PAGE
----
With two ten year olds with asthma we “know the drill” so-to-speak. These are a few things this asthma mom wants people to know.
We don’t want to be excluded.
I have found over the years that many parents are uncomfortable dealing with children that have asthma at birthday parties or playdates. I totally understand that and most of the time I am not comfortable with other parents being in charge of my child’s medications anyway. That being said, I am always open to staying at parties or playdates to lend a helping hand and keep track of my kids’ breathing.
We appreciate a heads up.
The best thing you can do for a child with asthma is make sure not to schedule play dates when you know your own child is sick without at least discussing it with us first. We don’t want to be excluded but we also don’t want to put our kids at risk. If your child has been sick, especially with things that are dangerous to kids with asthma - like the flu - within the last 48 hours please let us know.
We don’t need the amount of time that our kids are sick pointed out to us.
The phrase “your kids are sick all the time” is annoying. I think it most frequently comes from a place of wanting to sympathize with us but it is sometimes used when people are frustrated with us missing events. The latter is just as frustrating for us - believe me
Pointing out how often my kids are sick is only a reminder of everything they have to miss out on. Besides, I know exactly how often they are sick because I am the one home taking care of them while they huff and puff. It isn’t that my kids get sick that much more, it is that they stay sick longer. I’d much prefer people just say “we are so happy to see you today” instead.
We don’t need unsolicited medical advice.
Boy do we get this a lot. I am sure it is because people want to help but let me reassure you - most people whose children have asthma have a pediatrician, allergist and pulmonologist. We get plenty of “doctoring.” It also puts us in a position of offending people when we don’t take their advice. So, let’s make a deal, we will ask you if we want any advice outside of our children’s medical team.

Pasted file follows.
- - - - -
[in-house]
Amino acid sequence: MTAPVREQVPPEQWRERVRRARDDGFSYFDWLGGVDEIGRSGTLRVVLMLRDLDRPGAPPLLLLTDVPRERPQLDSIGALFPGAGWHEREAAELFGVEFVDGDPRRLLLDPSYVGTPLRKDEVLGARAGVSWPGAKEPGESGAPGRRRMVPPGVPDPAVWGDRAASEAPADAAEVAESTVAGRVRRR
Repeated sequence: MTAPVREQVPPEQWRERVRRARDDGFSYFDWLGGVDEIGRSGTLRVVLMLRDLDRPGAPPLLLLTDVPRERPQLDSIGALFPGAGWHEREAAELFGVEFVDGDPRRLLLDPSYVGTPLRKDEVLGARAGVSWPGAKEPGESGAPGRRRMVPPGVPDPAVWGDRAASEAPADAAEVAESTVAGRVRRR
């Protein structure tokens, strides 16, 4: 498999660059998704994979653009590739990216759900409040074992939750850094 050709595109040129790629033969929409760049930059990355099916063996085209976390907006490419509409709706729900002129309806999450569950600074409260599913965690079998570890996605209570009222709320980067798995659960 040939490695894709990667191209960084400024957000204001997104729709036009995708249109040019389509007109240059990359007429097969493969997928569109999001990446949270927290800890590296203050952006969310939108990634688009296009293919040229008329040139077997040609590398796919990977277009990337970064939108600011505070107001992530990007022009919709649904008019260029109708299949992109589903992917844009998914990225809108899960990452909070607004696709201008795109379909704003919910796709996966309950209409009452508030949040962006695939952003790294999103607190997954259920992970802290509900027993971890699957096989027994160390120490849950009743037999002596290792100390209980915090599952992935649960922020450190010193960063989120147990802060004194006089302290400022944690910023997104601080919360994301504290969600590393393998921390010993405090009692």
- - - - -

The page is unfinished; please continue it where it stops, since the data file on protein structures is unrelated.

A little consideration is a Godsend.
There are so many people who have blessed us with just a little consideration for our girls’ needs as asthmatics. Sometimes it is as simple as making sure not to burn scented candles when we are visiting or calling ahead to make sure that any food allergy triggers will be easily avoided. I have had a few friends go as far as providing alternative treats for my asthmatic with food allergies or moving outdoor playdates inside when the pollen is high. Learning about asthma and it’s triggers means a lot to those of us with asthmatic children.
Our kids can do just about anything with a few tweaks here and there.
We may not be quite as flexible in the choices of things we can participate in but we have been able to find tons of things to do that keep our girls active without triggering their asthma. If you have any questions as to what our girls can participate in just ask. We’ll be more than happy to help plan something fun that safely includes everyone without singling out our asthmatics.
Do you have children with asthma? What do you want people to know? Post it here in the comments or share your own story on the HealthCentral site.
Jennifer has a bachelor’s degree in dietetics as well as graduate work in public health and nutrition.She has worked with families dealing with digestive disease, asthma and food allergies for the past 12 years.Jennifer also serves the Board of Directors for Pediatric Adolescent Gastroesophageal Reflux Association (PAGER).
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Jennifer Rackley is a nutritionist and mother of three girls. Two of her children have dealt with acid reflux disease, food allergies, migraines, and asthma. She has a Bachelor of Science in dietetics from Harding University and has done graduate work in public health and nutrition through Eastern Kentucky University. In addition to writing for HealthCentral, she does patient consults and serves on the Board of Directors for the Pediatric Adolescent Gastroesophageal Reflux Association.